Cinco de Mayo Festival Returns with Hybrid Format

The annual event supports scholarships for Latino students.

HWAO Cinco de Mayo 2019 dancers
Dancers perform at the 2019 Cinco de Mayo Festival in Springdale. Courtesy: Hispanic Women's Organization of Arkansas.

For more than two decades, the Hispanic Women’s Organization of Arkansas has supported hundreds of Latino students seeking a higher education. The Springdale-based nonprofit raises funds for scholarships through its annual Cinco de Mayo Festival, which continued last year in spite of the COVID-19 pandemic.

HWOA was one of the first organizations in the Northwest Arkansas region to adapt and host a virtual event last May. Now the nonprofit is taking what it’s learned and will offer both virtual and in-person events at its 22nd annual festival Saturday. 

The virtual component will be delivered via Facebook Live where guests can listen to testimonies from past scholarship recipients, and watch performances from local and international singers, dancers and comedians. Virtual performances are scheduled from 11 a.m. to 3 p.m.

“We have a little bit of everything, but I’m not going to give too much away because I want people to stay tuned in,” event coordinator Berenice Alcala says.

2021 Cinco de Mayo FlyerIn-person events will take place outside the Center for Nonprofits at the JTL Shop, which is located at 614 E. Emma Ave. in Springdale. HWOA is partnering with Community Clinic to provide a free, drive-through COVID-19 vaccination clinic. The festival will also feature a drive-through food sale. Even though the pandemic is ongoing, Alcala says it’s important to stay loyal to the organization’s mission and a big part of that is advancing education.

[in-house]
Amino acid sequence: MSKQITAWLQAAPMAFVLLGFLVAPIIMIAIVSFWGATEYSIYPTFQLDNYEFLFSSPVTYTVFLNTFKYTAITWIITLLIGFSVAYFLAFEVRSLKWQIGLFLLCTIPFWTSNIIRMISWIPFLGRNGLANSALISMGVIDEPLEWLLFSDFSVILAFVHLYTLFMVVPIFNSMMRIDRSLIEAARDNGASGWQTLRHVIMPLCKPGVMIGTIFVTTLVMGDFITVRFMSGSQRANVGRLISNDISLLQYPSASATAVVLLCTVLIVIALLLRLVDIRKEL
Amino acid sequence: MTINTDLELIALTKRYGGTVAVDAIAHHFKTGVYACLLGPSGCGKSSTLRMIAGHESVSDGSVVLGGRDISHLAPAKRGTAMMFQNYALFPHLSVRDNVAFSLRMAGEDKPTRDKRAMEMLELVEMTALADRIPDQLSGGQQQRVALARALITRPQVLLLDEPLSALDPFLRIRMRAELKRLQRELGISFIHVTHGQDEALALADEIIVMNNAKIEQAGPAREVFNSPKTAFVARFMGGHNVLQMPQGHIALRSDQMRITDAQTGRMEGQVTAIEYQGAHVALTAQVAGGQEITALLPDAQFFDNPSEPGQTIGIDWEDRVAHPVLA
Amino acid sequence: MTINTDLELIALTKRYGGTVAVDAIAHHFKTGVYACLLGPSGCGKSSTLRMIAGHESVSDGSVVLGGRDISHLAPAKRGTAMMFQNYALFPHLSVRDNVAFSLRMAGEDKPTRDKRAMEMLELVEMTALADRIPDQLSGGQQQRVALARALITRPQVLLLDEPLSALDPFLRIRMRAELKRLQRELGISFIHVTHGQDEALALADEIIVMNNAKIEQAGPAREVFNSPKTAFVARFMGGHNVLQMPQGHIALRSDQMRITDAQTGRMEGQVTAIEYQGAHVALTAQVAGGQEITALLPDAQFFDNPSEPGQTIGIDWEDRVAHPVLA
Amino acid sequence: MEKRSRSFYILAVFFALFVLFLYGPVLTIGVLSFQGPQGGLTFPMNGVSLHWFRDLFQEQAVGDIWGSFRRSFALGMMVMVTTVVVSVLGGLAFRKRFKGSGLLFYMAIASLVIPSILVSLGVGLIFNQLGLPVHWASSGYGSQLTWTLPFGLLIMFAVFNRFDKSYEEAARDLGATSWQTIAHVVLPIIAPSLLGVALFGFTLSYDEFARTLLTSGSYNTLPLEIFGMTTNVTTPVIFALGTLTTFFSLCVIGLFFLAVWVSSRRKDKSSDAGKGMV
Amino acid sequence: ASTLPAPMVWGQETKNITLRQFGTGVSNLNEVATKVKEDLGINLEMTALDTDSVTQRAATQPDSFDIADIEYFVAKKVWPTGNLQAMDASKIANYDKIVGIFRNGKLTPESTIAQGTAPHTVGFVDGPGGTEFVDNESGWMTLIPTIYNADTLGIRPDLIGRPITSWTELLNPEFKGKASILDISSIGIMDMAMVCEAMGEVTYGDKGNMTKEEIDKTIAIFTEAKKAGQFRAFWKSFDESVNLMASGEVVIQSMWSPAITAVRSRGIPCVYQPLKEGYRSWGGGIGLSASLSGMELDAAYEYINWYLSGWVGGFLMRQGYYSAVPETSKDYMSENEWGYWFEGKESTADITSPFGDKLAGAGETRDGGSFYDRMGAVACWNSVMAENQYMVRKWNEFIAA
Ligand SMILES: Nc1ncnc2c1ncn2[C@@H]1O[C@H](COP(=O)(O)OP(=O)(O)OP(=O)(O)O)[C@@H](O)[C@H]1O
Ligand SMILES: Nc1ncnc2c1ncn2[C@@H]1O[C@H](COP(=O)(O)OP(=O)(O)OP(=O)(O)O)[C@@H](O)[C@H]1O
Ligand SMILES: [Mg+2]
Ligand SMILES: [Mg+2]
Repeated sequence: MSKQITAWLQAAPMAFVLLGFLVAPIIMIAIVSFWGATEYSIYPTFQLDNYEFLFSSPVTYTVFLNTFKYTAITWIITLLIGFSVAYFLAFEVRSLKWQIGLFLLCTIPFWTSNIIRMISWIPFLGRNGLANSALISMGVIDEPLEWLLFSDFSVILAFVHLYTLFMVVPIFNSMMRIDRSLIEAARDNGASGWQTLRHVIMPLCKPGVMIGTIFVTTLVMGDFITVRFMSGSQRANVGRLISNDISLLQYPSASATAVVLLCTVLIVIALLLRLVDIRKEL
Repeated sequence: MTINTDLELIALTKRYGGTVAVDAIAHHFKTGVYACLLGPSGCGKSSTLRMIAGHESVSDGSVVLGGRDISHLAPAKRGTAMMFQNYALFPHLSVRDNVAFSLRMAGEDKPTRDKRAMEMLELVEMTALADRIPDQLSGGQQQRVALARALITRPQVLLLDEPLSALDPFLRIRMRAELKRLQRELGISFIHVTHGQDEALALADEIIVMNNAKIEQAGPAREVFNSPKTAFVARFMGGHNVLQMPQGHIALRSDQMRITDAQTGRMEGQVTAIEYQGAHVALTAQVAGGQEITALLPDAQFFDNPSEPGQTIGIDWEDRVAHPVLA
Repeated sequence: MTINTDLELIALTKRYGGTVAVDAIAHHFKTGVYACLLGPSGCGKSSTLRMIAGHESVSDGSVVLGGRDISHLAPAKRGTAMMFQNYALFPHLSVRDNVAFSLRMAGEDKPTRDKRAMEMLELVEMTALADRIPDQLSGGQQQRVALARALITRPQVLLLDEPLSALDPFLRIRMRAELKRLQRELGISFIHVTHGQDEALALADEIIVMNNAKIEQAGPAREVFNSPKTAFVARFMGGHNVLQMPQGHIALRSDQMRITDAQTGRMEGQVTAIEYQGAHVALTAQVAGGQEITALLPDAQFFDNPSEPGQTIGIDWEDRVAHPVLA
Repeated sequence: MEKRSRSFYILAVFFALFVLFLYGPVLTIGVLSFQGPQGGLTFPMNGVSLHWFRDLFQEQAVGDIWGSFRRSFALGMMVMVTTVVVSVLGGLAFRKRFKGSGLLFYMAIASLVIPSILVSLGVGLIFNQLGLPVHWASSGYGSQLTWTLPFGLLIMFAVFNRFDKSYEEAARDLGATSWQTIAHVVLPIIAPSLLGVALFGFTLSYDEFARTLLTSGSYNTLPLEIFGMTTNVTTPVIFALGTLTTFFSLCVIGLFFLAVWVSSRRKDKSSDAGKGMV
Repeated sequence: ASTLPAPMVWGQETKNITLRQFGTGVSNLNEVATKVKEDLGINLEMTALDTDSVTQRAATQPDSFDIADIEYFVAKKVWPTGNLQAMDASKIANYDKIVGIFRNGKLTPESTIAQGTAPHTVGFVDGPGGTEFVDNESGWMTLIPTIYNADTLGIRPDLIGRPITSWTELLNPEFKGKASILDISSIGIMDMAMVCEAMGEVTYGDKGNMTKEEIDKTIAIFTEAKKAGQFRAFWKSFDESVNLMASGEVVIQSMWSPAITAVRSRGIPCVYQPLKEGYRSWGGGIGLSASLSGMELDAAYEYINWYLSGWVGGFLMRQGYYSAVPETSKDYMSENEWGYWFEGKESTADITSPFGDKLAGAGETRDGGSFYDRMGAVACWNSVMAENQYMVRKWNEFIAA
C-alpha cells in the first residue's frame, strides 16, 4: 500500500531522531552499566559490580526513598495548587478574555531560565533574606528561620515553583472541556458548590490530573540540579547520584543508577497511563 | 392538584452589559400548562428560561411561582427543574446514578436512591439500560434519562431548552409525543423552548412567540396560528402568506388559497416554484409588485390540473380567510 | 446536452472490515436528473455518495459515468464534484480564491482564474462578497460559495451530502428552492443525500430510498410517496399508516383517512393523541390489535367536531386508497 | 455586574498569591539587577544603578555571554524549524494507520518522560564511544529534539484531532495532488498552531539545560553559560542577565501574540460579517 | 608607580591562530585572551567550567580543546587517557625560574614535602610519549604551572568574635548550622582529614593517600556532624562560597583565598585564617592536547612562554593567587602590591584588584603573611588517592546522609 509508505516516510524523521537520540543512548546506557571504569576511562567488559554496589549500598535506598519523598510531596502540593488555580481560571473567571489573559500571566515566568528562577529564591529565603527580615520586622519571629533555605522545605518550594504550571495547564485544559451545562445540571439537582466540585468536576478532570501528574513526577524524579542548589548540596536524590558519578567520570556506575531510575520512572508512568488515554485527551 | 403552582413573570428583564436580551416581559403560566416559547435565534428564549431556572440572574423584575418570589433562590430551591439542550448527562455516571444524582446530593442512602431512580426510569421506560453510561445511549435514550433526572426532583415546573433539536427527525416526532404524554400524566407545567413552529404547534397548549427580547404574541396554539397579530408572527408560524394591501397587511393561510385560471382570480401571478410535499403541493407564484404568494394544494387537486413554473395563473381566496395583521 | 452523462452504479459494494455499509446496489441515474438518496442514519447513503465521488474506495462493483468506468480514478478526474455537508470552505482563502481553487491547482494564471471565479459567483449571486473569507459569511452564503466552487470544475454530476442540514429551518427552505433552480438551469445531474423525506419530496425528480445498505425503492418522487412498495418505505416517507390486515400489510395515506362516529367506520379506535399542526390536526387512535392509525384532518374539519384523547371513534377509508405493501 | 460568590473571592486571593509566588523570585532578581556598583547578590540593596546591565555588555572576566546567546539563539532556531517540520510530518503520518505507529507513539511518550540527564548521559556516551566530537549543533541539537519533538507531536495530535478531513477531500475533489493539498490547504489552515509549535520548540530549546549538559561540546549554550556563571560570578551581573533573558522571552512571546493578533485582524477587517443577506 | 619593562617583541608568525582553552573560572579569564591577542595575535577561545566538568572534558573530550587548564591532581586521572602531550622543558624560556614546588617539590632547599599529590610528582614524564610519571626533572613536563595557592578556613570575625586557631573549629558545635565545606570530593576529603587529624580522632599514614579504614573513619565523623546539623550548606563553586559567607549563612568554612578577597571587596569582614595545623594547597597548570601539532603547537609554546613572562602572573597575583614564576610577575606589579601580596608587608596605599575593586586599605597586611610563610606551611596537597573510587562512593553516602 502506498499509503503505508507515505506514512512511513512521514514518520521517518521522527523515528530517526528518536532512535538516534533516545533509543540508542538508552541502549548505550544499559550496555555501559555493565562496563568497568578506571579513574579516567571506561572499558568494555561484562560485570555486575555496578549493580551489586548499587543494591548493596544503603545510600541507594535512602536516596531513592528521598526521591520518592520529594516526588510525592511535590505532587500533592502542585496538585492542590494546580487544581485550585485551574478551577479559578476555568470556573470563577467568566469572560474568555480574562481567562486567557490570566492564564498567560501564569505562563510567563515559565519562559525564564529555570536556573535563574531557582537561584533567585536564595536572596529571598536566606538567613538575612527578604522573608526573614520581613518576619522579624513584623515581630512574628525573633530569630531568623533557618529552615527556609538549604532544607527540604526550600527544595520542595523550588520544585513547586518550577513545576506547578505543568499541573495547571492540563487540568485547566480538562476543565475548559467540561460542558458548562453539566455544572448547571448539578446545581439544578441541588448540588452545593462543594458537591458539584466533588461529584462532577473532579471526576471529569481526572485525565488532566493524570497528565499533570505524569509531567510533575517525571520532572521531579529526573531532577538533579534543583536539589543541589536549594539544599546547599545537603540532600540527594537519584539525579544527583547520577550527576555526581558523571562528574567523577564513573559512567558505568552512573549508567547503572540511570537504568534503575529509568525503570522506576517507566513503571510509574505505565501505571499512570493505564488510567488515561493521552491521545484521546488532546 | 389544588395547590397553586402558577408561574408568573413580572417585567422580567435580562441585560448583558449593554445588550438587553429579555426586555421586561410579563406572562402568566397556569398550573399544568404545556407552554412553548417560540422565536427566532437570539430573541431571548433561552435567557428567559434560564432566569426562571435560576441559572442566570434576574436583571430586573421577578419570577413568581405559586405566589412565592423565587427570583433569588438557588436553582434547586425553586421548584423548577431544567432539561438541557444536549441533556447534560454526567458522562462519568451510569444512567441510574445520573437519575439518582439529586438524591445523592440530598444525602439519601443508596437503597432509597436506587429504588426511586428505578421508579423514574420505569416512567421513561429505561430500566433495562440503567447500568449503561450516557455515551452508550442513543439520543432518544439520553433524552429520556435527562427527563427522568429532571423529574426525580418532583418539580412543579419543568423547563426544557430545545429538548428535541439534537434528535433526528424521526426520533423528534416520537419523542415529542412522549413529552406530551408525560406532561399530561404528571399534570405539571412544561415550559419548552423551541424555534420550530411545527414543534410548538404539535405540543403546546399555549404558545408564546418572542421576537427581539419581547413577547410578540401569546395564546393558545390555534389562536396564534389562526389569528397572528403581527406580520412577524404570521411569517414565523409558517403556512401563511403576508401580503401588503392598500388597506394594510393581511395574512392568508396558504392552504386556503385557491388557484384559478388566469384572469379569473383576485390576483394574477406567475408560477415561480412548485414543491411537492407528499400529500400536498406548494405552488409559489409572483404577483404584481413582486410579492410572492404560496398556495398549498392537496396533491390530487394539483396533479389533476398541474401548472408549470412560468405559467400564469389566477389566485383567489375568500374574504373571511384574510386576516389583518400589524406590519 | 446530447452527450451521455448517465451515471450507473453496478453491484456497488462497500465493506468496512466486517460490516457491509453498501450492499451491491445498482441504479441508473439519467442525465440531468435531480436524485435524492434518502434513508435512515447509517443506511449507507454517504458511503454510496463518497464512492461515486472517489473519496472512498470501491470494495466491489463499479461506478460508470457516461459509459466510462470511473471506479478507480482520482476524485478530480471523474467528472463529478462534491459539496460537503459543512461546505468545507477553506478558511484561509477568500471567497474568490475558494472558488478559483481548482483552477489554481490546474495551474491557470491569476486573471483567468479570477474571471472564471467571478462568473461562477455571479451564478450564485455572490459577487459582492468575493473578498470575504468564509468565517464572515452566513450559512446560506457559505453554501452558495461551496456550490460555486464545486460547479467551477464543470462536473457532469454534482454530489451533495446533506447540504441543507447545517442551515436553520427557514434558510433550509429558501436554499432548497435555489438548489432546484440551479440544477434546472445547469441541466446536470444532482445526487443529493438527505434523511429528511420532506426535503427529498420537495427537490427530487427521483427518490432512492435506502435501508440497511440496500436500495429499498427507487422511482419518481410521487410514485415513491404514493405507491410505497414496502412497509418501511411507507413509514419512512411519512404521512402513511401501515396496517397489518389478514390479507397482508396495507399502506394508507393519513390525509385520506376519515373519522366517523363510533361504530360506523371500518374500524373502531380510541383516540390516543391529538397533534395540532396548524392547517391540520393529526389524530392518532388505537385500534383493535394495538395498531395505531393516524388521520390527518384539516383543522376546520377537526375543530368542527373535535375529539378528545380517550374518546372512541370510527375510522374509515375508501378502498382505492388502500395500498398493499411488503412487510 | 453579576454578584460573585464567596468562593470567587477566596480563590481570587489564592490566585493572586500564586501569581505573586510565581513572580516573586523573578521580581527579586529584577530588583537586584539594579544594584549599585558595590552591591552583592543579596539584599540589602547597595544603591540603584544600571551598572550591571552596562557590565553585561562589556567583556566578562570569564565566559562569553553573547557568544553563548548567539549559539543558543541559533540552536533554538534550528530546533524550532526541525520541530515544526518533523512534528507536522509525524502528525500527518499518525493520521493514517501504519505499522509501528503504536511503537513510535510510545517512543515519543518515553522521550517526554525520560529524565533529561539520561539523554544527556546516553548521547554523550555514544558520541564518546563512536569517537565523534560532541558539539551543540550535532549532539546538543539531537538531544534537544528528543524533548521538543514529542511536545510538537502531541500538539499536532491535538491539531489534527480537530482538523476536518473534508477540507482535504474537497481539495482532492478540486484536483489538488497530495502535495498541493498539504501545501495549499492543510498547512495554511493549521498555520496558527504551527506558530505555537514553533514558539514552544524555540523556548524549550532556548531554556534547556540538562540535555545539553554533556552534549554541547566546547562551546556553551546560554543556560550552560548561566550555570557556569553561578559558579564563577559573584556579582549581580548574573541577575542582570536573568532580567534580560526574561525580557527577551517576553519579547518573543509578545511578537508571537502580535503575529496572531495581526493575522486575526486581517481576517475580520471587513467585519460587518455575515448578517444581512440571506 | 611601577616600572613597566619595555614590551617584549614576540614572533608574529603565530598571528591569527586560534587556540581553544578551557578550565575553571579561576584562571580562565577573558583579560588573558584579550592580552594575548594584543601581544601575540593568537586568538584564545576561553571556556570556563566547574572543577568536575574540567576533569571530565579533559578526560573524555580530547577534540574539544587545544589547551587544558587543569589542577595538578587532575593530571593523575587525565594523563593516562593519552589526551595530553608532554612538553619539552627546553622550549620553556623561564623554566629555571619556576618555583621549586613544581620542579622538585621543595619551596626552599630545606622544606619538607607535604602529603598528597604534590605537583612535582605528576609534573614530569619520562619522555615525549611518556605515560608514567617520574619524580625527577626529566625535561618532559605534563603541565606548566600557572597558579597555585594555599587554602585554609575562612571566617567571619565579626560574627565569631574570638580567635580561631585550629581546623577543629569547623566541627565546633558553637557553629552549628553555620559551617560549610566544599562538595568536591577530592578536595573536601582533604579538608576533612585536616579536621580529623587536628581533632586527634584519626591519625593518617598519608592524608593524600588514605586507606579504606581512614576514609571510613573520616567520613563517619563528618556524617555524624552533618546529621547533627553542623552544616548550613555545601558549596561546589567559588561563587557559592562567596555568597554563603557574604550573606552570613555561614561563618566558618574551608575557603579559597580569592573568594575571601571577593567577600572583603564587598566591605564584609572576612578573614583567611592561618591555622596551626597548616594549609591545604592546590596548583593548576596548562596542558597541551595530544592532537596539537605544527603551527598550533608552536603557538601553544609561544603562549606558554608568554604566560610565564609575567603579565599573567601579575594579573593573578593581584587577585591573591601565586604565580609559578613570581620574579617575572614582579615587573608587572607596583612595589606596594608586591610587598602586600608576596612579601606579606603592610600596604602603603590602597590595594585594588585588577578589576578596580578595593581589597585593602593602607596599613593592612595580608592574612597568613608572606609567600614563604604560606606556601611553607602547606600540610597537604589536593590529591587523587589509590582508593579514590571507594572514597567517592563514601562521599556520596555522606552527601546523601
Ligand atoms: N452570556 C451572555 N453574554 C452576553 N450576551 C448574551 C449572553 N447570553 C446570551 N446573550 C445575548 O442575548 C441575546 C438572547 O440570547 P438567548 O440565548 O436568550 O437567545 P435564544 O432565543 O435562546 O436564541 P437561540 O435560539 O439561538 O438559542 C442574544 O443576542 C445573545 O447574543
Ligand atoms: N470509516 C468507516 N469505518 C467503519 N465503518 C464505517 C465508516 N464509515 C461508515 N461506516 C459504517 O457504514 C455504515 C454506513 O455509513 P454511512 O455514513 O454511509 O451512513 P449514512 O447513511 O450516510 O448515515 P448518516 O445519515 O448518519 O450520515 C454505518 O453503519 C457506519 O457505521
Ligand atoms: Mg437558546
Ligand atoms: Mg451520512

“Yes, the title is Cinco de Mayo, but we are truly celebrating education, that is the whole motivation and purpose,” she says. “We want to ensure that our students out there in the community who are working so hard to secure a higher education feel supported and that they know that there are organizations such as HWOA who believe in them and who will support them.”

HWOA was founded in July 1999 by a group of mostly Hispanic women. The organization’s mission is to advance educational opportunities for Hispanic women and their families, to celebrate and teach others about their cultures, and to become active participants in the community.

Over the last two decades, HWOA has awarded 488 scholarships to Latino students, many of whom are first-generation college students. Twenty-five more students will receive $1,000 scholarships at this weekend’s festival. 

“We are pleased to celebrate this milestone promoting and supporting higher education for Latinos in Arkansas,” executive director Margarita Solórzano says. “Seeing the number of applicants increase every year speaks volumes of the interest among the Latino families to seek a better life through education.”

Support for students extended beyond the classroom last year and HWOA awarded additional COVID-19 emergency scholarships.

“We did two rounds of scholarships because of the need that we saw and the impact of the pandemic was definitely very difficult for a lot of students economically,” Alcala says. “We wanted to make sure that they felt supported and that’s why events such as these are so important.”

The 22nd annual Cinco de Mayo Festival is May 8. The free vaccination clinic is scheduled from 9 a.m. to noon and registration is required. The Facebook Live performances and the drive-through food sale are set for 11 a.m. to 3 p.m. Pre-orders are required for the food sale. More information is available at

Antoinette Grajeda
Antoinette Grajeda

Antoinette Grajeda is an Arkansas-based journalist. She has covered race, culture, politics, health, education and the arts for NPR affiliates as well as print and digital publications since 2007.